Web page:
(RNS) — Exactly 125 years ago, a 37-year-old bearded journalist and playwright stood before a formally attired assembly of Jews in Basel, Switzerland.
These are the words he uttered:
“At Basel I founded the Jewish State. If I said this out loud today, l would be greeted by universal laughter. In five years perhaps, and certainly in fifty years, everyone will perceive it.”
Over the past few days, delegates have gathered in that city to commemorate the anniversary of that meeting. Many of my friends are there, which has provoked within me the 11th plague of FOMO (fear of missing out) — especially as I see my friends on Facebook, posing in the same position as Herzl in that iconic photo.
Oh, yes: about the dress at the First Zionist Congress. You read it right: formal wear. As in tails for the men and evening gowns for the women. Herzl wanted the mood to be festive and celebratory.
Oh, yes: about his statement. He predicted there would be a Jewish state in 50 years. That ranks as one of the most astute and uncanny political predictions of history. He was only off by one year.
A new book by Walter Russell Mead, “The Arc of a Covenant: The United States, Israel, and the Fate of the Jewish People,” provides nothing less than a magisterial (672 pages) history of the American relationship with Zionism. He makes clear that Zionist ideas, or at the very least proto-Zionist ideas, have historically found fertile soil within the American imagination. Therein lies the paradox: While antisemitism has never been absent in American history, there is a layer of philo-semitism that is even richer and deeper.
Mead offers us a world-class discussion of American diplomacy and the competing theories of international policy. The affinity to Zionist ideas carried the day for American support of Israel. More than that: Primary support for Israel originally came from the left, rather than the right — and the Soviet Union, even the Jew-hating Stalin, played much more of a role than we had ever known or remembered.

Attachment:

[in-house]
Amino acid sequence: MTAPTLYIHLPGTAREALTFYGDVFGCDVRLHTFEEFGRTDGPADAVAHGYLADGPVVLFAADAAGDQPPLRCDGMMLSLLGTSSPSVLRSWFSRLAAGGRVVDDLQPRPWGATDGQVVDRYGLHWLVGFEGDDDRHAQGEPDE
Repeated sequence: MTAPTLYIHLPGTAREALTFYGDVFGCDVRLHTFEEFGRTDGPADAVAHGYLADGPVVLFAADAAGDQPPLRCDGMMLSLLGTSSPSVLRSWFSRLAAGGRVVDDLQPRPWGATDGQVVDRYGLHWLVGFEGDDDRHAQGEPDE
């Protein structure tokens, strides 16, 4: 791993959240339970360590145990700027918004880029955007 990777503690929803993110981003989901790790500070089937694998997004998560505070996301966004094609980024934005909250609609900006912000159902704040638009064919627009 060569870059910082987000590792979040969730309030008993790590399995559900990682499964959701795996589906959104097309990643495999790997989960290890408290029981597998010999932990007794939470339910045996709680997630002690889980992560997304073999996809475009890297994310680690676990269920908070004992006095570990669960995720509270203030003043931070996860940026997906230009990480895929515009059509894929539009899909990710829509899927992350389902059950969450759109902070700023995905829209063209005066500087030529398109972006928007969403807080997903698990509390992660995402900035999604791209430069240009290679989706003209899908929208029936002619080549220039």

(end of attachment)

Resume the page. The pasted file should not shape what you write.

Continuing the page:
Mead is also quite honest and forthcoming about Herzl.
In short, his success was a miracle.
Why? Because it is hard to imagine few people less scripted for being a Jewish hero than Theodor Herzl. He was an assimilated Jew from Budapest, Hungary, who had once fantasized of leading all the Jews of Budapest to the baptismal font at St. Stephen’s Cathedral.
To quote Mead:
When his son was born in 1891, Theodor gave him the very German name of Hans and refused to have the boy circumcised. The Herzl family never darkened the synagogue doors … In the modern age opening up, Herzl was sure the quaint Jewish folkways of the past were fated to disappear.
What was it that moved this bon vivant journalist and playwright to understand and embrace the fate of his people?
Herzl was the Paris correspondent of the Neue Freie Presse, a liberal-oriented and prestigious Viennese daily newspaper. He had gotten that job largely on the strength of his travel pieces.
In 1894, he was in Paris to cover the trial of Capt. Alfred Dreyfus, a Jew who had been accused of espionage and treason. Dreyfus was a product of one of Europe’s oldest Jewish families (comedian Julia-Louis Dreyfus is a distant relative). He was, himself, an assimilated Jew. Anatole France said Dreyfus was “the same type as the officers who condemned him. In their shoes he would have condemned himself.”
While Herzl was in Paris, he heard the crowds in the streets, screaming “Death to the Jews!” That was enough to convince him the Jews had no future in Europe and there had to be a place of safety and refuge.
The golden dream of assimilation and acceptance had been, Herzl concluded, an illusion. His always active and theatrical imagination perceived a wave of hate slowly building in Europe, and the distinguished and dapper journalist was seized by the conviction that unless the Jews could somehow escape, they faced mass murder and persecution on an unprecedented scale. Finding a way to avoid this fate became the dominant passion of the remaining nine years of his short life; Herzl would transform himself into the leader of the national movement of the Jewish people.
Herzl was right. The Jews would have no secure future in Europe. Fifty years later, the Jews of his hometown, Budapest, would be deported to Auschwitz. Herzl’s youngest daughter, Trude, died in the Theresienstadt concentration camp in 1943.
Herzl’s personal life was tragic. He had a tortured relationship with his wife, Julie. He struggled with serious depression — a malady he “bequeathed” to his children and grandchildren.